£2million project to help vulnerable families in Gloucestershire approved
4:40pm Saturday 7th July 2012 in News
VULNERABLE families in Gloucestershire will be helped to get off benefits, drink and drugs, away from crime and into work and school.
Gloucestershire County Council’s cabinet agreed to provide extra support to up to 900 families in the county over the next three years.
Existing teams will bring in specialist support and work intensively with families where parents are out of work, there are issues with school attendance and one or more family members are involved in crime or anti-social behaviour.
Families experiencing substance abuse or mental health issues will also be a priority.
The Troubled Families programme will deliver an extra £2million in Government funding over three years, with a £1million bonus available for positive results.
GCC staff will work with partner organisations, including schools, the NHS, police, Job Centre Plus and the Probation Service, to identify the 300 families to be helped in the first year and ensure they get the right help from the right people quickly.
“Most of these families are already getting help...it is not always coordinated or intensive enoughCllr Paul McLain, GCC member for vulnerable families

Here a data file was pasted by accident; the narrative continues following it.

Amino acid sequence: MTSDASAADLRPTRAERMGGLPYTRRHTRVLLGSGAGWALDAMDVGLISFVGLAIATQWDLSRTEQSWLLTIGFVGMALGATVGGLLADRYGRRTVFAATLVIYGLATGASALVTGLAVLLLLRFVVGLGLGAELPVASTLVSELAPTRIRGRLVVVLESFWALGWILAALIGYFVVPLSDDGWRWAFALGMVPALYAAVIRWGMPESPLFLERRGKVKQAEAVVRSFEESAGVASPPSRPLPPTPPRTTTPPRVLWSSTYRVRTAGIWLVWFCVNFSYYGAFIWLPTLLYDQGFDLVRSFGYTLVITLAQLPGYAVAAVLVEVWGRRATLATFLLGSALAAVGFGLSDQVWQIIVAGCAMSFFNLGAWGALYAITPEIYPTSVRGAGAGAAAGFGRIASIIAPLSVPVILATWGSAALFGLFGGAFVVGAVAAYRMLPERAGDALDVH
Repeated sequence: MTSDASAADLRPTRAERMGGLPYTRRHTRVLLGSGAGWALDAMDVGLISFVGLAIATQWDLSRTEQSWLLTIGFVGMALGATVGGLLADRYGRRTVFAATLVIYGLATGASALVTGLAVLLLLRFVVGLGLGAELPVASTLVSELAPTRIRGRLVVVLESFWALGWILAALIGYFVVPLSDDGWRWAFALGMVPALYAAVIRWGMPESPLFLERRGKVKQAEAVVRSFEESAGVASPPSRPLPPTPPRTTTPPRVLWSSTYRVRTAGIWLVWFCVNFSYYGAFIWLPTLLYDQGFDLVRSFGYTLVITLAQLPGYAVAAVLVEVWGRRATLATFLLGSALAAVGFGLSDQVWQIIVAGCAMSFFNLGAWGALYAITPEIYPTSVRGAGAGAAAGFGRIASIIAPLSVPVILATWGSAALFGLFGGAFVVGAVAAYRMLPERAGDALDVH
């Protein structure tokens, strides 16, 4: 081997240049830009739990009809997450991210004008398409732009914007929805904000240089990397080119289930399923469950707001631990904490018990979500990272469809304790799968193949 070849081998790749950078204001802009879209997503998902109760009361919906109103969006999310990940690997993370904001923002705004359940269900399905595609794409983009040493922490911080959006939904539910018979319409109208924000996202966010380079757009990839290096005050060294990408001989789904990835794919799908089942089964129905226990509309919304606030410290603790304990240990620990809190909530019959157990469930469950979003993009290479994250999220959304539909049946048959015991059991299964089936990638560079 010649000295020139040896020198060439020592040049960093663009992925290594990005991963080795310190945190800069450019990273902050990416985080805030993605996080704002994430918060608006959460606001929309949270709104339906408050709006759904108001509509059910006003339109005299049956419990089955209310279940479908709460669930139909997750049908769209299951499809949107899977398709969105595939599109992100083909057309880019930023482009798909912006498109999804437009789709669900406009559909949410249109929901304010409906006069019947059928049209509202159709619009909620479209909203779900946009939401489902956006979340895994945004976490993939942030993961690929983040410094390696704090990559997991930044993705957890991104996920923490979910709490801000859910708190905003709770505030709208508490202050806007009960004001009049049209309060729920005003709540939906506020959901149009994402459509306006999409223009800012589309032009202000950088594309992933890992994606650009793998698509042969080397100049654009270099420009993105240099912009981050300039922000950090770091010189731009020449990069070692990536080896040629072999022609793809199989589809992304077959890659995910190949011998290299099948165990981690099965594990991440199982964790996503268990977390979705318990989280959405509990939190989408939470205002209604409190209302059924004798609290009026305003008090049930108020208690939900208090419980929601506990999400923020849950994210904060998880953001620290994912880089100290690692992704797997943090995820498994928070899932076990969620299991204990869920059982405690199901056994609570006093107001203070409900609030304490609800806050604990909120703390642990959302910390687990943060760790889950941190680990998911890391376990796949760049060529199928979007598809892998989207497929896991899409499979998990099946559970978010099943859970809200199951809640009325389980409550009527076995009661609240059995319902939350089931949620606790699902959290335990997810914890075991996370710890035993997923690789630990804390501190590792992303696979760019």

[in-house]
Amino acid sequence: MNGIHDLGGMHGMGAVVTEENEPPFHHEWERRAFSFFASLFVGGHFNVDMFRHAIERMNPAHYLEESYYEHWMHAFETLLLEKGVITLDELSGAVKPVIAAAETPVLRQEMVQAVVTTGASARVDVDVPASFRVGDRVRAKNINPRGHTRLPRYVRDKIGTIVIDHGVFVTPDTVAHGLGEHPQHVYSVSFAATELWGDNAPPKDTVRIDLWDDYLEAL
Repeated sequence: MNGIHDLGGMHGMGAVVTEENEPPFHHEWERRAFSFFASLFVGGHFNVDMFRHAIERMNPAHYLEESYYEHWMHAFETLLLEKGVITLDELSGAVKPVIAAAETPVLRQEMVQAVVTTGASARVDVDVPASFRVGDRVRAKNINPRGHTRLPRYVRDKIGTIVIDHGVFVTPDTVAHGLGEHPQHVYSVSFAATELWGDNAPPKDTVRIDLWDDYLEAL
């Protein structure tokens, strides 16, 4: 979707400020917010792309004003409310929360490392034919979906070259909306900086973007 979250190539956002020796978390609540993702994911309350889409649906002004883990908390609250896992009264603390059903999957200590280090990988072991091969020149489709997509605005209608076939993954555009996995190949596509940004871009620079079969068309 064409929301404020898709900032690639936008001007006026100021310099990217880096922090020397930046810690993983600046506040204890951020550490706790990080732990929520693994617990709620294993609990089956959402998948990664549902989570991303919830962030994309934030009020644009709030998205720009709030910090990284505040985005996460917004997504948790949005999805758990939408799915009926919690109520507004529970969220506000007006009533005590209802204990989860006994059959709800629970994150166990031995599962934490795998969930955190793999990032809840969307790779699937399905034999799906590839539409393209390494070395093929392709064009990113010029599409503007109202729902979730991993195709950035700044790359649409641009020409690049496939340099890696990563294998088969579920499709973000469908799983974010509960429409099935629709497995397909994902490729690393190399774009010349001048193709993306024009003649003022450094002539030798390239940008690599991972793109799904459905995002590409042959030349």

Most families live in and around Gloucester.
Cllr Paul McLain, cabinet member for vulnerable families, said some of those to be helped were third generation benefit claimants, often poorly qualified and with a history of drug and alcohol misuse.
“Most of these families are already getting help from a number of different services, but it is not always coordinated or intensive enough and it’s not changing behaviour or turning lives around,” Cllr McLain said.
He said the aim was to help families to help themselves and contribute to their communities.
“This approach gives us our best chance of preventing history from repeating itself when children from these families become parents themselves,” he added.
The Troubled Families programme will run alongside other early intervention projects already helping vulnerable families to get back on their feet in the county.
These include the development of a specialist team working intensively with parents of children under five at risk of chronic neglect.
GCC is also working with Prospect Training Services and Job Centre Plus on a programme to help people from the county’s most disadvantaged families back into work, initially focusing on families affected by domestic violence.